Summary: Chemical hazards in commercial kitchens can lead to a variety of negative health effects in restaurant workers. Learn how to prevent chemical hazards in the kitchen to provide a safe working environment.

Common Chemical Hazards in a Commercial Kitchen

When restaurant owners think about the potential hazards their employees face as they go about their daily duties, what most often comes to mind are slippery floors that can cause a fall, cuts and punctures from the chopping involved in food prep, or burns from a hot stove or fryer.

However, it’s important to keep in mind that even cleanup can pose inherent risks to restaurant workers. This is because the cleansers, soaps, degreasers, sanitizers and floor cleaners used in commercial kitchens often contain hazardous chemicals that can affect the health of employees.

Chemical Hazards in Restaurants: The Effects of Exposure

Cleaning supplies used in restaurants are among the top chemical hazards in the kitchen. Certain types of cleaners have been known to cause headaches, eye injuries and skin injuries. In fact, over 13 million workers in the country, including restaurant employees, are potentially exposed to chemicals that can be absorbed through the skin on a daily basis. These chemicals can also be inhaled or even ingested as the result of eating in a contaminated area. And, once a toxic chemical has made contact with or within the body, the results can lead to acute or chronic health issues.

Some of the negative health effects restaurant workers face from exposure to hazardous chemicals include:

  • Respiratory issues: Chemicals like chlorine and ammonia, often components of many cleaning materials, can cause problems with the respiratory system, especially irritating the nose and throat. Additionally, these two solutions mixed together can cause a chemical reaction and release a deadly gas.
  • Burns: Oven cleaners, drain openers and grill cleaners are often composed of chemicals that can burn the skin and eyes.
  • Skin irritation and infections: Some detergents, soaps and even latex gloves can irritate the skin or cause an allergic reaction. Additionally, if the skin is broken it becomes more susceptible to infections when it comes into contact with hazardous chemicals.

How to Prevent Chemical Hazards in Kitchen

Protecting Commercial Kitchen Workers by Preventing Chemical Exposure in Restaurants

Employers can help prevent chemical exposure and improve the health and safety of their employees in several ways. For example:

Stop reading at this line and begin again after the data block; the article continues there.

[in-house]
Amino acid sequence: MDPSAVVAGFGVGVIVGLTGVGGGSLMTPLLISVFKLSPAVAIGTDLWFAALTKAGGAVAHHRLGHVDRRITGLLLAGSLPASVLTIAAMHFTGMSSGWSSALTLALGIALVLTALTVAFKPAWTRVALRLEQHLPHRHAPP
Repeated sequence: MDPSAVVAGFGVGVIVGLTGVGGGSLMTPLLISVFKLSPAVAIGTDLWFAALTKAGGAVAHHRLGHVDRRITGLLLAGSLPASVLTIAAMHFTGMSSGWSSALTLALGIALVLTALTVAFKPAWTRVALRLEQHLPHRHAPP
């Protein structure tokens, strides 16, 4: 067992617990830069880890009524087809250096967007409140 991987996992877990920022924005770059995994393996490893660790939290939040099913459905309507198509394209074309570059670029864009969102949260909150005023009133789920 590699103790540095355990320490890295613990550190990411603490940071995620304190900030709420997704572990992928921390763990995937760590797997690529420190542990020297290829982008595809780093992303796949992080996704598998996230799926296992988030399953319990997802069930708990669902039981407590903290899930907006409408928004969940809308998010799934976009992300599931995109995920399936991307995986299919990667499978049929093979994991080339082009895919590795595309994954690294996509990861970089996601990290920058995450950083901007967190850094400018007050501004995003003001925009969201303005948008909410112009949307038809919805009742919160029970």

• Provide personal protective equipment. Employees should be equipped with personal protective equipment (PPE) such as gloves, aprons and eyewear before performing various cleanup tasks.
  • Read the labels. Simply by reading the labels of the cleaning supplies and other chemicals, restaurant workers learn how to properly handle, use and mix them.
  • Invest in non-toxic cleaners. There are a variety of cleaning products that are much less toxic than some conventional cleaners. Whenever possible, use the least-toxic products available. Additionally, some establishments use floor wax stripper, caustic oven cleaners and other strong acids as cleaning materials that can be very dangerous to employees’ eyes. If these cleaners must be used, consider keeping containers of buffered eye wash solution on hand in the case of accidental splashes to the eyes, or even install a plumbed-in eyewash station.
  • Make sure to properly label cleaning supplies. While it’s recommended to keep chemicals in their original containers, you can help prevent improper mixing and handling by labeling every bottle of cleaning solution and any other chemicals kept in your establishment. The label should clearly state the contents of the spray bottle or container and list the common hazards of the chemicals inside.
  • Utilize automated dispensers. Help reduce employee exposure to commercial kitchen chemicals by installing automated dispensers. These dispensers help ensure the proper chemical concentration by only dispensing the amount needed.
  • Provide ongoing training to kitchen staff. Ensure all restaurant workers understand the dangers of working with hazardous chemicals by providing ongoing training. This training not only allows them to understand how to correctly use cleaning supplies, but also how to react in the event of an emergency.

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